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Santa delivered sacks stuffed with IOUs this Christmas.

Across the country, carriers failed to meet delivery deadlines in the face of bad weather and an unexpectedly large surge in demand.

“It is unfortunate for this to happen at this time of year, but we’re working around the clock to fix it,” said Natalie Black, a spokeswoman for UPS Inc. “We had our peak projections, and the volume has exceeded our projection.”

“We are sorry,” she continued.

Although the scope of the problems was unclear, Walmart, the country’s largest retailer, apologized for late deliveries. Walmart and Amazon were among retailers that said they would give gift cards to customers who did not receive items in time.

UPS, the world’s largest package delivery company, attributed the late arrivals to a short holiday shopping season, a rise in online shopping and bad weather, including ice storms last weekend that caused power failures from Michigan to Maine. Together, they overwhelmed UPS’ air network.

Black said only a small percentage of parcels scheduled to arrive Christmas Eve were delayed, but she declined to provide a number.

FedEx also appeared to be experiencing delays. A FedEx spokesman told the Associated Press that some customers were able to pick up delayed packages at FedEx Express centers on Wednesday. FedEx did not return calls to comment.

Customers took to social media to complain as they bemoaned having to offer apologies instead of presents, some of which were ordered well in advance.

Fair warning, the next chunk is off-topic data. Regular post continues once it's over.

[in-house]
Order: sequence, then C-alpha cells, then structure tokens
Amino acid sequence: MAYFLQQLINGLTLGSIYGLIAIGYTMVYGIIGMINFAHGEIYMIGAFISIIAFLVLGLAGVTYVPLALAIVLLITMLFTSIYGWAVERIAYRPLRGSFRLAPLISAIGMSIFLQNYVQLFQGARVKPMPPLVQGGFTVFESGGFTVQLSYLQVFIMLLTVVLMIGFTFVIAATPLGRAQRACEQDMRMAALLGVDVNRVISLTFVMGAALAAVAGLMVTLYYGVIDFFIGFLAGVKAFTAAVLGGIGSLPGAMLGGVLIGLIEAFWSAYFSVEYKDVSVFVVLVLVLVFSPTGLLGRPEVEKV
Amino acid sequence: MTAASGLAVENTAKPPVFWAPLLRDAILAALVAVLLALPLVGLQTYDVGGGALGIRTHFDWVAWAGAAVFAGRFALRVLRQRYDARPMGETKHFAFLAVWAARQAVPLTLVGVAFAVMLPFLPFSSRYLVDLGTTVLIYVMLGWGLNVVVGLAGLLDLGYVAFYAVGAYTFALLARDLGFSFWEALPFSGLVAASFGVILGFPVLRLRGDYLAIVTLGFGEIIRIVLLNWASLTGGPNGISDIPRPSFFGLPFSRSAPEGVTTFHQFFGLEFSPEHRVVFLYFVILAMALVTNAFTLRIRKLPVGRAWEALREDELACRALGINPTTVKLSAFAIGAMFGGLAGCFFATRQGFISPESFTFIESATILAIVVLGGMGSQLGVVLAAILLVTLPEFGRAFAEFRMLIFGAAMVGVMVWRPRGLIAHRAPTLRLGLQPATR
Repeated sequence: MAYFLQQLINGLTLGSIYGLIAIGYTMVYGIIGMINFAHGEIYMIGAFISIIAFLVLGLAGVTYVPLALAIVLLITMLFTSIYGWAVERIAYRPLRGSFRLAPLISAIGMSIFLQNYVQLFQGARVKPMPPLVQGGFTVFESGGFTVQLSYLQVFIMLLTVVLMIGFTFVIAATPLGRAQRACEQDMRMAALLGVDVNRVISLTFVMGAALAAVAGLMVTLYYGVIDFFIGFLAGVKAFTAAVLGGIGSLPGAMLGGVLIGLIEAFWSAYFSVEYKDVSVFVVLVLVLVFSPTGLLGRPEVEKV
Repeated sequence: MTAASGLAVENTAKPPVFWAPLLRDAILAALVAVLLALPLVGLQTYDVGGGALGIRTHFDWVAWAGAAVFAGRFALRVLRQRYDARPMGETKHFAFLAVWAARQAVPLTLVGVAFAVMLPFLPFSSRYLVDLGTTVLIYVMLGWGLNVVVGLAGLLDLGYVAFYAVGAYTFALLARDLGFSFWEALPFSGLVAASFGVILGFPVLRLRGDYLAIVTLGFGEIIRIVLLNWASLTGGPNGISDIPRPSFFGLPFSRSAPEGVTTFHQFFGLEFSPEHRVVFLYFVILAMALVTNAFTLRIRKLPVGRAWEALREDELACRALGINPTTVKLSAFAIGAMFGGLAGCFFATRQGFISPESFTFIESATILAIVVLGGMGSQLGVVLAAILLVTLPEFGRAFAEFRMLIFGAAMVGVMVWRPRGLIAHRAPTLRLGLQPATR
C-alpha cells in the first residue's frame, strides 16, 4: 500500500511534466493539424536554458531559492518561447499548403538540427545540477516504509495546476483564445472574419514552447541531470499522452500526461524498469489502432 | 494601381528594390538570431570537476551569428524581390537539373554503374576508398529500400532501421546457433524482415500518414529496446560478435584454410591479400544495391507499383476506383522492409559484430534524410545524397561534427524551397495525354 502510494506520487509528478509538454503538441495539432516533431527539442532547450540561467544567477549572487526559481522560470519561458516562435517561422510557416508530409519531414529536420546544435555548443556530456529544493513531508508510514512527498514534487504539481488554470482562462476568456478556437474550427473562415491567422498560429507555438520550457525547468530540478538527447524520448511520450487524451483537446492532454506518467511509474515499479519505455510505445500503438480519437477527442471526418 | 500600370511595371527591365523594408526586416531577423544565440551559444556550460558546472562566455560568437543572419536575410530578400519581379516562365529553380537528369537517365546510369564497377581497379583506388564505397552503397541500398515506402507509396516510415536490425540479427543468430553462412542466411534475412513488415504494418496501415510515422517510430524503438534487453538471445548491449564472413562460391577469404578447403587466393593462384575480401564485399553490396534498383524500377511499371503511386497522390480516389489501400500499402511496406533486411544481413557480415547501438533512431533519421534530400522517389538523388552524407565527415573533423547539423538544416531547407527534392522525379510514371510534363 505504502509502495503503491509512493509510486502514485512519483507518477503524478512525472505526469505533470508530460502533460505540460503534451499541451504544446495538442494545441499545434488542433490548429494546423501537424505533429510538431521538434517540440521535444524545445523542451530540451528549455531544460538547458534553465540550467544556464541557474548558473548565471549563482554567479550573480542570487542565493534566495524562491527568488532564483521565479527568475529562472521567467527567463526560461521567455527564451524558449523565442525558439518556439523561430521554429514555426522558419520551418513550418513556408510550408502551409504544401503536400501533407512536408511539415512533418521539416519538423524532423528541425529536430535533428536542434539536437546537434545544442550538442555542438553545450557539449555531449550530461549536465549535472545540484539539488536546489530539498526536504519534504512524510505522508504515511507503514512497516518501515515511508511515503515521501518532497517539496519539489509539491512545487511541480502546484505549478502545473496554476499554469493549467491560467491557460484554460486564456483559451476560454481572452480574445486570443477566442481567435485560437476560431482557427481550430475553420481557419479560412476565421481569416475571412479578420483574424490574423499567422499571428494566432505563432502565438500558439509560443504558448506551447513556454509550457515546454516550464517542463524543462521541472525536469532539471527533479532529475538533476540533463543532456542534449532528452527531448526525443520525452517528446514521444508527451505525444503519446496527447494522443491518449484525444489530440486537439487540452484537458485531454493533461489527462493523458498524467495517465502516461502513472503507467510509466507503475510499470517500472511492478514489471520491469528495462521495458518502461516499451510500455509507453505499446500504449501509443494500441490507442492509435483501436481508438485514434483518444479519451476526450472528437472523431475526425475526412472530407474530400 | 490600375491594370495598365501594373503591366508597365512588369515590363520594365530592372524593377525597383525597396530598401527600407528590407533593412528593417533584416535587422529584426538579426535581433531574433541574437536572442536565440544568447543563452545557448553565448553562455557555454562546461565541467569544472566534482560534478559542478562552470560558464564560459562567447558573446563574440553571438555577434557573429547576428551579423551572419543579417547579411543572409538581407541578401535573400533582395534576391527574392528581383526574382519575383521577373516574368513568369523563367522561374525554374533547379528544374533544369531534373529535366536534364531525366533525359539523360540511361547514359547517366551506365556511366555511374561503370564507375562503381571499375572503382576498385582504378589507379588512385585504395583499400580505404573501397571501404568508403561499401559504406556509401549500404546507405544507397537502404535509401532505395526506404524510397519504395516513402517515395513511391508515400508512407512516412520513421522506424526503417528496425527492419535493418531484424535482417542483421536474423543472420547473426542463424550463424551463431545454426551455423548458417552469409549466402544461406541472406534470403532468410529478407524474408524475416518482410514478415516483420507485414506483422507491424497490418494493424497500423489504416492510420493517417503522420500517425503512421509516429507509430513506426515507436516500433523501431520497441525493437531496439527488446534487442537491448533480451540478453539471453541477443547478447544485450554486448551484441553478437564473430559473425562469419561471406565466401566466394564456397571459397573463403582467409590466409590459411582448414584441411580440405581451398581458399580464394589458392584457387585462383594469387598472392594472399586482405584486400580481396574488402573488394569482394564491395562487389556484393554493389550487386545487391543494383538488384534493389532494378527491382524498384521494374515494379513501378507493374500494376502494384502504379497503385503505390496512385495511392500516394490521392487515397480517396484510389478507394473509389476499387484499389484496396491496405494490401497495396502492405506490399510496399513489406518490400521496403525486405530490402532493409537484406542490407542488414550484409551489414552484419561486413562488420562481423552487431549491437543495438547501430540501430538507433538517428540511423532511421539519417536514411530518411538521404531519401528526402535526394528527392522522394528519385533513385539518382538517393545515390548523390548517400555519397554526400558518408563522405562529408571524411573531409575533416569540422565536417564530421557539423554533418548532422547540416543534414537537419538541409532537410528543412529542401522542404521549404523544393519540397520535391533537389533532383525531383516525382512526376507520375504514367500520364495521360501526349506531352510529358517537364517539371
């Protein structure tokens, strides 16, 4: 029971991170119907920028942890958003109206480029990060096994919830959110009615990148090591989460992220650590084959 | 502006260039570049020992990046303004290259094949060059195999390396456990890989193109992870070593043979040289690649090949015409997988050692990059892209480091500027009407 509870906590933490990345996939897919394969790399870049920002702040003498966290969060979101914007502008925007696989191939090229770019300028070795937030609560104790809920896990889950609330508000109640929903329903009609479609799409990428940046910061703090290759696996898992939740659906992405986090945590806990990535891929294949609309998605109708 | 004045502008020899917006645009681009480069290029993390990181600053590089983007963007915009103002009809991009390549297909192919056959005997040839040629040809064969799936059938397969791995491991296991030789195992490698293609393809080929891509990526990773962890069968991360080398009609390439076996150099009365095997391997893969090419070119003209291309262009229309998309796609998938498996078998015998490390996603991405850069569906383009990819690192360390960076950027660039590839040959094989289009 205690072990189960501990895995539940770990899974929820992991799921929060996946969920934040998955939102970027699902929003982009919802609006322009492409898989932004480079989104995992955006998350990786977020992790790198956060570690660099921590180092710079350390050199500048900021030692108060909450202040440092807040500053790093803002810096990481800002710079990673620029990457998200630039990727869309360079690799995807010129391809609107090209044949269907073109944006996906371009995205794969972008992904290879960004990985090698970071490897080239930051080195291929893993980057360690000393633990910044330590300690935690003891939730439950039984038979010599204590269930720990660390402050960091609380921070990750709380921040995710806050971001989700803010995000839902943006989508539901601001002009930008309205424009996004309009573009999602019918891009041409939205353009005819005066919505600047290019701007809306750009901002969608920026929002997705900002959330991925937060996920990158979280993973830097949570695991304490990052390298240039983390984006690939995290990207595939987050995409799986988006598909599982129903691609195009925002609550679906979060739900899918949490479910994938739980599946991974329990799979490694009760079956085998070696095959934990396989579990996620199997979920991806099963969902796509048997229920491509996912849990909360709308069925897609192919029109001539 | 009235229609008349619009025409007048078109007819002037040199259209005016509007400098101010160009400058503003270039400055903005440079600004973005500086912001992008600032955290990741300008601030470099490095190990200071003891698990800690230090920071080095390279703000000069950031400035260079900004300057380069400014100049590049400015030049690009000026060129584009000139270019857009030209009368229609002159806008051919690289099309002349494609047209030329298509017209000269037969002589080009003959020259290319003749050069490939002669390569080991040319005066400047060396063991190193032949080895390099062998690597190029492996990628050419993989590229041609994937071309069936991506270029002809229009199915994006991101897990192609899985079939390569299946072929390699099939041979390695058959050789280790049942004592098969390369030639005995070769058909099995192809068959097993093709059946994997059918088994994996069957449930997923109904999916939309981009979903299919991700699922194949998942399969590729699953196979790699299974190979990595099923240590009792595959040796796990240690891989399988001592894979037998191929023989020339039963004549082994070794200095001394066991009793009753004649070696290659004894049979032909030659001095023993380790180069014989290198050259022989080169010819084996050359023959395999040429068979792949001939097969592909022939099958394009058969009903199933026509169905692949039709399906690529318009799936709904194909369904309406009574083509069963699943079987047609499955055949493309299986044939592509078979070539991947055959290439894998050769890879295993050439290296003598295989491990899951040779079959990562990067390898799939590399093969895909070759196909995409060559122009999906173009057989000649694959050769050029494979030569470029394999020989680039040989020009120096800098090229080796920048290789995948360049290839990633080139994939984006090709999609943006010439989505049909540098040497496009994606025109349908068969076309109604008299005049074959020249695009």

Rachel Shelton, a consultant for MBA applicants who lives in Connecticut, ordered gifts from Kohls.com for her mother almost two weeks ago, and her tracking information from UPS and Kohls indicated that the items would arrive on Christmas Eve. Tuesday, one box arrived, but only one item was inside.

Shelton called UPS customer service four times, but she was disconnected.

“The fact that my mom didn’t get her pajamas isn’t going to scar anyone for life,” Shelton said. “But when kids don’t get their presents from Santa, that breaks my heart.”

Black, of UPS, said the company had projected that it would process 132 million deliveries last week but declined to detail the extent of the excess demand.

Black said that most of the remaining parcels should be delivered today or Friday.

But on Christmas Day, some customers did not appear to be much interested in explanations.

“UPS is the Grinch of Christmas,” David Erdman tweeted.